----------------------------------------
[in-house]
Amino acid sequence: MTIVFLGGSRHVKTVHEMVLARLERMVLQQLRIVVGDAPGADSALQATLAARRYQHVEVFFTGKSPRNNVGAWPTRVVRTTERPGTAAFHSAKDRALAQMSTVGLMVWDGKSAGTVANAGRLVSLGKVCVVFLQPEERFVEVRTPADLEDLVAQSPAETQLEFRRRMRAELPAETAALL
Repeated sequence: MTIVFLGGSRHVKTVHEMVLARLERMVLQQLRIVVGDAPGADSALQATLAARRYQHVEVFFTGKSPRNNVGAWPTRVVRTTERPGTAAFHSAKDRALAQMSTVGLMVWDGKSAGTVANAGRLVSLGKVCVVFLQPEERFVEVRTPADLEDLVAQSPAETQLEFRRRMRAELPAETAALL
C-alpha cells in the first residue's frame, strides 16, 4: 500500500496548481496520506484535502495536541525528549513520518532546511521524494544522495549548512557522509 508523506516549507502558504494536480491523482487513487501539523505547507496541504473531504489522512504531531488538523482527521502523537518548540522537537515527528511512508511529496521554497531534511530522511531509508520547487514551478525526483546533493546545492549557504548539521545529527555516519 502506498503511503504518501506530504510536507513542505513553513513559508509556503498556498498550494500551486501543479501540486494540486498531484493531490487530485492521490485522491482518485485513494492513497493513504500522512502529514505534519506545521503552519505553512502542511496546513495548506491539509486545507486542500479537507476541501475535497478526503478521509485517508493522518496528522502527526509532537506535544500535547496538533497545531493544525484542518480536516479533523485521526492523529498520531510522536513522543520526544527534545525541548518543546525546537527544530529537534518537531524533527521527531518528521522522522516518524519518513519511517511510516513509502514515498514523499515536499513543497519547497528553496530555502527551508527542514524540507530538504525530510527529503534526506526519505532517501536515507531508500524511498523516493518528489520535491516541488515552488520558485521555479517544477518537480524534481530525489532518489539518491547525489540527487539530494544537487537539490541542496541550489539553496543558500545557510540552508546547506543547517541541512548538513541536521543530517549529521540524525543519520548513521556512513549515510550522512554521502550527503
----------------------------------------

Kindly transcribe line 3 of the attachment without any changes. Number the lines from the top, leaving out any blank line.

Repeated sequence: MTIVFLGGSRHVKTVHEMVLARLERMVLQQLRIVVGDAPGADSALQATLAARRYQHVEVFFTGKSPRNNVGAWPTRVVRTTERPGTAAFHSAKDRALAQMSTVGLMVWDGKSAGTVANAGRLVSLGKVCVVFLQPEERFVEVRTPADLEDLVAQSPAETQLEFRRRMRAELPAETAALL